Only a tiny fraction of vulnerable children in England are taking up the emergency school places kept open for them, official figures show.
This has prompted concerns “at risk” children are facing increased danger in the lockdown, while schools and teachers struggle to get hold of them.
New data shows only a maximum of 5% of the most needy children have been at school during the Coronavirus crisis.
The Children’s Commissioner says social workers should be “knocking on doors”.
The Department for Education data shows just 29,000 so-called vulnerable children attended school in the week before the Easter holidays.
This compares to the more than 723,000 children who were known to children’s social care services in 2019.
Anne Longfield England’s Children’s Commissioner told the BBC: “What we now know is, what we’ve been hearing over the last few weeks, that the vast majority of vulnerable children in this country are not attending, despite the fact that schools are open.
“What that means is that they are at home, potentially with a cocktail of risks.
“They may be in homes with quite fragile environments, potentially domestic violence in the home – which we know is increasing, parents with drug and alcohol addictions or indeed severe mental health conditions.
“So often these children are quite invisible at home and not in the place which is best at keeping them safe – school.”
Ms Longfield said referrals to social services had dropped by half, and she expressed concerns that bored, vulnerable teenagers could be leaving their homes and getting into situations where they would be exploited and groomed by criminals.
She called for a clearer message from government, adding that “social workers need to be knocking on doors and everyone needs to be working tirelessly to get these vulnerable children into schools”.
Manorfield Primary School in Poplar, east London, has a high percentage of vulnerable children – 72 of the 736 children on its rolls are on the “at risk” register.
But only a tiny small fraction of these are coming to the school, which has joined up with 10 local primaries to provide a hub for vulnerable children and those of key workers.
Staff have been phoning their most vulnerable families every other day to check how they are.
Head teacher Paul Jackson said: “I’ve had a senior teacher calling the families of children at risk.
“If they can’t raise anyone, we trawl through the emails. If that doesn’t work, we are carrying out home visits.
“We are trying every means to contact them, and working through the process to refer those we can’t get hold of on to social services to see if they’re safe.”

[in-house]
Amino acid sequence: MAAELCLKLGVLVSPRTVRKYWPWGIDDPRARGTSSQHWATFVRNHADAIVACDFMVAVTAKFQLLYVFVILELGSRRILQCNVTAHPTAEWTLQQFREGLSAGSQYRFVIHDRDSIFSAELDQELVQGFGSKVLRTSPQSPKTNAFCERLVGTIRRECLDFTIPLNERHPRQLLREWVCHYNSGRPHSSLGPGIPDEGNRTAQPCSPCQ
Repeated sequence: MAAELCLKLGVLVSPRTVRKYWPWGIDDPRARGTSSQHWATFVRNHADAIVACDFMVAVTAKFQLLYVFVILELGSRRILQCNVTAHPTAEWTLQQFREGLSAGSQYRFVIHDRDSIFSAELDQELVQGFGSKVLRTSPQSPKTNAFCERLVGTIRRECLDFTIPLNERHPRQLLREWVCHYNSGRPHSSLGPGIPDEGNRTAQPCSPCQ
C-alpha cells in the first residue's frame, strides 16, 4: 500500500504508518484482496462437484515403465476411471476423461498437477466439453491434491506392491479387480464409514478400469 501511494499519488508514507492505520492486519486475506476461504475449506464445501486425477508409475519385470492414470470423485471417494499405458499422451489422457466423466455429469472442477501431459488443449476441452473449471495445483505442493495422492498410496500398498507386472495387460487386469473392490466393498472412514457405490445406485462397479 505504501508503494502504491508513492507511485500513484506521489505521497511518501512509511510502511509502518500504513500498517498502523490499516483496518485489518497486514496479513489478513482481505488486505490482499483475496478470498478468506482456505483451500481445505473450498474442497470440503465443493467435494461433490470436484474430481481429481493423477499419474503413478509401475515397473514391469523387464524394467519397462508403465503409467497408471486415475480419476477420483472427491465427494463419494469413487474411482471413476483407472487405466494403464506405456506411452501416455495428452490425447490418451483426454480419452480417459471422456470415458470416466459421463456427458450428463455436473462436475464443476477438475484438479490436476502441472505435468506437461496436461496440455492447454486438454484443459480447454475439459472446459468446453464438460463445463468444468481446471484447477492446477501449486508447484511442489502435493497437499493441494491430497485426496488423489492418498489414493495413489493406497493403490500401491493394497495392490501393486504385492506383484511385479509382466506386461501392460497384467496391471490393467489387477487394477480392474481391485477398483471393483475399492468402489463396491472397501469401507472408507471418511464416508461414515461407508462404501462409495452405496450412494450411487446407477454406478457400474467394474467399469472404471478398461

Mr Jackson adds: “When we are in normal operational times, we have concerns about children who go missing, children who may face sexual exploitation, children who are getting into criminality, as well as children who may not get enough to eat.
“These concerns are still here at this time, if anything they are exaggerated by the situation.”
These are children of families where there is known to be domestic violence, substance abuse, parental sickness or disability, as well as poverty – which is closely associated with neglect.
And if the children are not attending, it is very difficult for the school to know where they are and how they are.
Because of the high level of need, the school employs its own social worker, Nessa Young.
She says: “It’s hard because we are trying to support them but we are restricted by what we can do from afar.
“It’s about making an extra phone call to see if there’s anything we can do. But we can’t see who may be standing next to the phone.
“We are doing everything we can but there have been a few sleepless nights,” she says.
“There is always that nagging feeling: ‘Is there something else I can do?’ And: ‘How can I do it with all these restrictions in place?'”
On top of its concerns for children’s safety, the school has mounted a massive effort to ensure its community has enough to eat, after numerous families got in touch to say they had run out of money.
Its operation to deliver food parcels to 300 struggling families in east London resembles that of a humanitarian aid charity in a warzone.
Teachers and school staff are bagging up fresh fruit, vegetables and other essentials, to deliver to needy families.
The school has been topping up the money it gets for free school meals to buy produce for families who find themselves incapacitated by the epidemic.
It has set up a fundraising campaign to keep this huge effort going, as the school feels what is being offered by the government is not enough for its needy families.
Education Secretary Gavin Williamson said his first priority was protecting the well-being of children and young people but particularly those vulnerable young people with social worker or special educational needs.
“Schools are open for them and we’re working to make sure those who should attend do so.”